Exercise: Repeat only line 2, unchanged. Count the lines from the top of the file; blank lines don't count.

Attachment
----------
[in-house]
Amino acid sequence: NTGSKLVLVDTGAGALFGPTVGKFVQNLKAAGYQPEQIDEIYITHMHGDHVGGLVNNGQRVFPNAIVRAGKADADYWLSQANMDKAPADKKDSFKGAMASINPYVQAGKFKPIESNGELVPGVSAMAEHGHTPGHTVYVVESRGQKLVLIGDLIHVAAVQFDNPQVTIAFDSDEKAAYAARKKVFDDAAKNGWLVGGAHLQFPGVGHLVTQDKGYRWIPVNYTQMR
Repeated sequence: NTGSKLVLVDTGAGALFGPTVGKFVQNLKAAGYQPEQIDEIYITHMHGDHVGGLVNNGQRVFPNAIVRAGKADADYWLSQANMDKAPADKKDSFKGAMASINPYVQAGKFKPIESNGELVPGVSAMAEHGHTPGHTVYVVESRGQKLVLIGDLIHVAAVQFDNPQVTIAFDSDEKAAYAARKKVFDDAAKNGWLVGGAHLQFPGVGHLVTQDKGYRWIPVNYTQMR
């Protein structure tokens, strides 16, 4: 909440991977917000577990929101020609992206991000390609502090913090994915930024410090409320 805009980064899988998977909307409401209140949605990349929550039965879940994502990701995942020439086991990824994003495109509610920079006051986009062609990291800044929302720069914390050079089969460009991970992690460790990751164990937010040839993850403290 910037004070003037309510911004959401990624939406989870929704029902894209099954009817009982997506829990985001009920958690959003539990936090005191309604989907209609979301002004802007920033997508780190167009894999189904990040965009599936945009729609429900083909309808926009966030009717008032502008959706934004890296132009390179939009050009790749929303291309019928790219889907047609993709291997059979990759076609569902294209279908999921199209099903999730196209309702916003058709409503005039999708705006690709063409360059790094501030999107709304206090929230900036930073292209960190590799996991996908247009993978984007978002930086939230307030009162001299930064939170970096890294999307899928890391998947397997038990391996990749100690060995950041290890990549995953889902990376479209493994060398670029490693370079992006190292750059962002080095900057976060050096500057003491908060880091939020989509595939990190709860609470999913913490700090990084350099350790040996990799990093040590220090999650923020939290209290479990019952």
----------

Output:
Amino acid sequence: NTGSKLVLVDTGAGALFGPTVGKFVQNLKAAGYQPEQIDEIYITHMHGDHVGGLVNNGQRVFPNAIVRAGKADADYWLSQANMDKAPADKKDSFKGAMASINPYVQAGKFKPIESNGELVPGVSAMAEHGHTPGHTVYVVESRGQKLVLIGDLIHVAAVQFDNPQVTIAFDSDEKAAYAARKKVFDDAAKNGWLVGGAHLQFPGVGHLVTQDKGYRWIPVNYTQMR